The technical website “digital trend” reported that a group of 20 volunteers spend five days in bed as part of a study at the Medes Space Clinic in Toulouse, France, and the idea is to study the effects of microgravity on the body using a technique called dry immersion.
One of the best ways to simulate weightlessness here on Earth is to use water, which is why astronauts are trained to walk in space in what is essentially a giant swimming pool. However, volunteers cannot stay in the water for long to see the effects on their bodies over days rather than Hours.
So the dry-immersion study operates using a luxury waterbed. The volunteers lie in giant bathtubs, but the water is covered with a waterproof cloth.
This way they are not in direct contact with the water but still support their bodies in a similar way to what astronauts experience when they leave Earth’s gravity, spending nearly 24 hours a day in the water bed, with very limited bodily movements.
Microgravity is known to have a range of effects on the body, from muscle wasting (when your muscles don’t need to work to stop you, they are lost over time) to fluid redistribution (when fluid collects in the upper half of the upper body), and there Psychological effects of limited movement in monotonous environments that are important to understand.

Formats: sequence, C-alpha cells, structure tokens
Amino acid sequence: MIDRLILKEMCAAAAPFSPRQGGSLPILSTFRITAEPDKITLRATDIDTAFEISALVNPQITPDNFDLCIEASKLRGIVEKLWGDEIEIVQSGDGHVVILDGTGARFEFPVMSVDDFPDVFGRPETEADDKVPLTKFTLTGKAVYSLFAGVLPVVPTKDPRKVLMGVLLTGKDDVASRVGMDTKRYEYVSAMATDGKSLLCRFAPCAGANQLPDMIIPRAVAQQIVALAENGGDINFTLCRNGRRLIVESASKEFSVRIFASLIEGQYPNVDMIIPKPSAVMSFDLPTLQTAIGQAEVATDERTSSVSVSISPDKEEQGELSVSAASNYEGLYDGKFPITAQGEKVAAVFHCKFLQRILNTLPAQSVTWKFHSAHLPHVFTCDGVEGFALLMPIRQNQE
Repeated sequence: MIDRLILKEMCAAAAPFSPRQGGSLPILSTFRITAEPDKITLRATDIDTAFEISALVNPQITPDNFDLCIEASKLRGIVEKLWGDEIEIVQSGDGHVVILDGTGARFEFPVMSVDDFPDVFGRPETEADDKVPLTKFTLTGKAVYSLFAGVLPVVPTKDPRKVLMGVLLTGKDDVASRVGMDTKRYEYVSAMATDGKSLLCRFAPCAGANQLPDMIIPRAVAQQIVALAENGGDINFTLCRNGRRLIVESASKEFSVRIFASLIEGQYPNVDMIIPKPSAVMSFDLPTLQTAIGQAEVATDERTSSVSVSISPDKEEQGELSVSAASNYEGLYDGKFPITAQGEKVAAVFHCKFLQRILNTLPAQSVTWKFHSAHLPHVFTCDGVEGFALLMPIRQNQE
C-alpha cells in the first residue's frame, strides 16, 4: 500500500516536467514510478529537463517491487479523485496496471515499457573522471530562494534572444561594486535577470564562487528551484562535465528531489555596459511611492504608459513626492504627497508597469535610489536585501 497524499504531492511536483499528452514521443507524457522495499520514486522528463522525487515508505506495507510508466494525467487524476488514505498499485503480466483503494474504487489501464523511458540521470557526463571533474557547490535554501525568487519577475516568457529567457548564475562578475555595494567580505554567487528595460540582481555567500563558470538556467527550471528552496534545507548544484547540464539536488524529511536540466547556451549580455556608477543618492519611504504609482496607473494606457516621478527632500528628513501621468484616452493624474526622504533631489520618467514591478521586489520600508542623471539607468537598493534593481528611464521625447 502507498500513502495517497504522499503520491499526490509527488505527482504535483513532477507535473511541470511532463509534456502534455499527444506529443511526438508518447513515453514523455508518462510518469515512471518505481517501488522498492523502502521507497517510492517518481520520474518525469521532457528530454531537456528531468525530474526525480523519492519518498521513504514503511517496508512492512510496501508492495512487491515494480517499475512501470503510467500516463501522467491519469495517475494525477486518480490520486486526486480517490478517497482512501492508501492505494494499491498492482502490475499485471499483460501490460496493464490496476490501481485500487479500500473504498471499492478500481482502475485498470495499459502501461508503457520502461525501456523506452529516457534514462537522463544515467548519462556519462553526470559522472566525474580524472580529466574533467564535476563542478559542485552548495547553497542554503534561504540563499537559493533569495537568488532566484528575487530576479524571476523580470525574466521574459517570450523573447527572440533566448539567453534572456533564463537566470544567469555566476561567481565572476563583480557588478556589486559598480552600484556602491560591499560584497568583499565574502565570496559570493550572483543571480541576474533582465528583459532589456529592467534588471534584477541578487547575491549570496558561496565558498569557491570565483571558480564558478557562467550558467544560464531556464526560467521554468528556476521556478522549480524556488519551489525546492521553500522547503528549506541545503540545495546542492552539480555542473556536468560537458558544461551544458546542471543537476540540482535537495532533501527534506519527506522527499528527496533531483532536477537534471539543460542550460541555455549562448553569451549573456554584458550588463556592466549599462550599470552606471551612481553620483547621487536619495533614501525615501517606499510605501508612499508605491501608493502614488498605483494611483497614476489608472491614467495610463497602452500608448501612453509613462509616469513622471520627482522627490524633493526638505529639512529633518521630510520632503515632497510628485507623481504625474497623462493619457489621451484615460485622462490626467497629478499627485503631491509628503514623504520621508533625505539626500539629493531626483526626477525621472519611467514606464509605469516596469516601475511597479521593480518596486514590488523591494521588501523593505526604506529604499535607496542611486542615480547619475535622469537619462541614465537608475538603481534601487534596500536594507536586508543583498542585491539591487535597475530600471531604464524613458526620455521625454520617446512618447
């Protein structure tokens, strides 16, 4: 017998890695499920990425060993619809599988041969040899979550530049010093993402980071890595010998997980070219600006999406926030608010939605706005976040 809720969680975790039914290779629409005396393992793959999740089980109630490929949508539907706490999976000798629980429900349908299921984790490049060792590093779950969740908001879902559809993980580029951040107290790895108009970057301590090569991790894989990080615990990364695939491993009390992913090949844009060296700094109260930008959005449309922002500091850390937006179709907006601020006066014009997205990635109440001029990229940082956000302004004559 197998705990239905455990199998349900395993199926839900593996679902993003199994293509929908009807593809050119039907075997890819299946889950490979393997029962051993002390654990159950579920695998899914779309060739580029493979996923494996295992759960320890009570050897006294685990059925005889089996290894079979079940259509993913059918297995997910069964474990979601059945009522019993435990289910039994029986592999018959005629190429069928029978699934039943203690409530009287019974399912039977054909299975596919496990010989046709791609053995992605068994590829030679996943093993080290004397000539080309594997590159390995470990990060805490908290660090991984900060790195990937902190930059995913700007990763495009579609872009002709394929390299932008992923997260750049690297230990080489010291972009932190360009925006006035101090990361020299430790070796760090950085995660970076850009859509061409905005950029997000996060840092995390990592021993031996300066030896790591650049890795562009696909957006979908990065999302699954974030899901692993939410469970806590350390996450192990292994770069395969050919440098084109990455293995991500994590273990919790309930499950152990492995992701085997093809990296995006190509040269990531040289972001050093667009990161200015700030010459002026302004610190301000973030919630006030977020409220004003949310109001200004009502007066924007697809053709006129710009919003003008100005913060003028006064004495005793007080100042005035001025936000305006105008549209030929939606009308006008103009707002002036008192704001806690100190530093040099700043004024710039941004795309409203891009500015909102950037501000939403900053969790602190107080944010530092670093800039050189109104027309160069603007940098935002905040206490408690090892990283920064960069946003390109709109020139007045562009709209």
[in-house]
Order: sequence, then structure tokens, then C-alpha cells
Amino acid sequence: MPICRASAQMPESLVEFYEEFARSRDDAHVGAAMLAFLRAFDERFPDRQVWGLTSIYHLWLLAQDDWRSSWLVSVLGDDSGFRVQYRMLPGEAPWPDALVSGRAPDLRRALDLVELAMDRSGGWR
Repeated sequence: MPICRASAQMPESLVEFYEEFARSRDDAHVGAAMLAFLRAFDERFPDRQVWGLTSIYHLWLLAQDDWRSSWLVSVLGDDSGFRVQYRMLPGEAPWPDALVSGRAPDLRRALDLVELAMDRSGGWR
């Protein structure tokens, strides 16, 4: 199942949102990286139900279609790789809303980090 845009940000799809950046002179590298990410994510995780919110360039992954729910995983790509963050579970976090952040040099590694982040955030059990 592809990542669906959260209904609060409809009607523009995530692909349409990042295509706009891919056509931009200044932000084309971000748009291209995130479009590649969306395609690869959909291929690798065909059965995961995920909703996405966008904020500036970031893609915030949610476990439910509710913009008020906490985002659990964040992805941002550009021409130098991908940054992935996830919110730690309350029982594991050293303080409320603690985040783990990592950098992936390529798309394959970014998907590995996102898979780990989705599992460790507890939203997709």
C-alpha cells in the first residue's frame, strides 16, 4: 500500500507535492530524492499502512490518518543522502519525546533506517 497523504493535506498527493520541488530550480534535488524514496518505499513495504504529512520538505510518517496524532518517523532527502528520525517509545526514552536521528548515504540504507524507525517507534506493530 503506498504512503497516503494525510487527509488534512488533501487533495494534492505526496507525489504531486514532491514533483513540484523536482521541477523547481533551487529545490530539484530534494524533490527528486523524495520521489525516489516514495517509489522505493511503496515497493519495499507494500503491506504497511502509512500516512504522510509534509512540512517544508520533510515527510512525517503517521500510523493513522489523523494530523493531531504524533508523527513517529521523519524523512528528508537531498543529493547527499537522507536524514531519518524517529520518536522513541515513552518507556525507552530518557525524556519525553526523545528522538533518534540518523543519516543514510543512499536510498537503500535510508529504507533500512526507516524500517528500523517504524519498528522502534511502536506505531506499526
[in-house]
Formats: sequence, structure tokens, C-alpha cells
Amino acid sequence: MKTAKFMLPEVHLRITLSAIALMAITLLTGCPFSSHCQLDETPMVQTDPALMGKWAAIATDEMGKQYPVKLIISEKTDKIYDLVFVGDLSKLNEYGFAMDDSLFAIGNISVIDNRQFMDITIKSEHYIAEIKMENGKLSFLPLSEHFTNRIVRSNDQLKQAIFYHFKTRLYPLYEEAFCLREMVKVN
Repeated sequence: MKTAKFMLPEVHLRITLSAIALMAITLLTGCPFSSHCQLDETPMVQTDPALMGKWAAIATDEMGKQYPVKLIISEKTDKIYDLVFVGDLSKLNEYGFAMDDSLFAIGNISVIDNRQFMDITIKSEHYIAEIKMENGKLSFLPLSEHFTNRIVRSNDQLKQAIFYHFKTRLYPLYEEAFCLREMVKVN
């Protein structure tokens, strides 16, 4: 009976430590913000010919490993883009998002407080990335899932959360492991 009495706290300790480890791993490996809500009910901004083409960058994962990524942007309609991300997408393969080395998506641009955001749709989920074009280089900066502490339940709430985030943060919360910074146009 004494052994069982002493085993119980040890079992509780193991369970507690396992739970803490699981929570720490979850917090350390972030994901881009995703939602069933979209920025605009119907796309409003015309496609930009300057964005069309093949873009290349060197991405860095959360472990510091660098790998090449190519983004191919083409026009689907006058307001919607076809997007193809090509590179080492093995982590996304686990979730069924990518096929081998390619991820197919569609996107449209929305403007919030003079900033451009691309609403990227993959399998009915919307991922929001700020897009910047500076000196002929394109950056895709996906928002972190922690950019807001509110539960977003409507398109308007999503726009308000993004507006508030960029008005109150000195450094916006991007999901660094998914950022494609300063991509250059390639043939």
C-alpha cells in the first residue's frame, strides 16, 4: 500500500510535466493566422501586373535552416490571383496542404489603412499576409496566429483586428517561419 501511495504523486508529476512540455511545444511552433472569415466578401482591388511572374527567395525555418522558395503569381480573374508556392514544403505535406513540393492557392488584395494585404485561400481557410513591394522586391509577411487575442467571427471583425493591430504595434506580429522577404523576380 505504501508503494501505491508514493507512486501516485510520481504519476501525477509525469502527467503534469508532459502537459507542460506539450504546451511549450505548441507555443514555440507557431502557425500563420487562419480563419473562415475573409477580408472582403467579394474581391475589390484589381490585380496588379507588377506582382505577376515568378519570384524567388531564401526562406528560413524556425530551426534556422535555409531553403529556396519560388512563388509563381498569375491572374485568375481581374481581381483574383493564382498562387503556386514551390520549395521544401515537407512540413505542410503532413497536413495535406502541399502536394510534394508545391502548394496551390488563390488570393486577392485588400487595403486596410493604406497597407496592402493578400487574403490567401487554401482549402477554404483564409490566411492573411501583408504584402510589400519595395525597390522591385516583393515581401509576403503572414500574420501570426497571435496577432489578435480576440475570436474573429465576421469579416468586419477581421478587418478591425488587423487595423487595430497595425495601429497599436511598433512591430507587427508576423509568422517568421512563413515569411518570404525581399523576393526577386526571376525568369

However, the majority of research in this area, as with most research in space medicine, has been conducted on men with an increasing number of women participating in spaceflight, and more specific research is needed on their experiences.
There is almost no knowledge of the physiological and psychological effects on women in this area of research, and Angelique van Ombergen, head of the life sciences division at the European Space Agency, said the all-women dry immersion study would add to previous male campaigns conducted in Europe and Russia.
In addition to helping researchers understand more about what the body goes through in microgravity, this research could help people on Earth as well, and the findings could be useful for understanding the psychological and physical needs of patients with movement disorders, those who are immobile or the elderly. .
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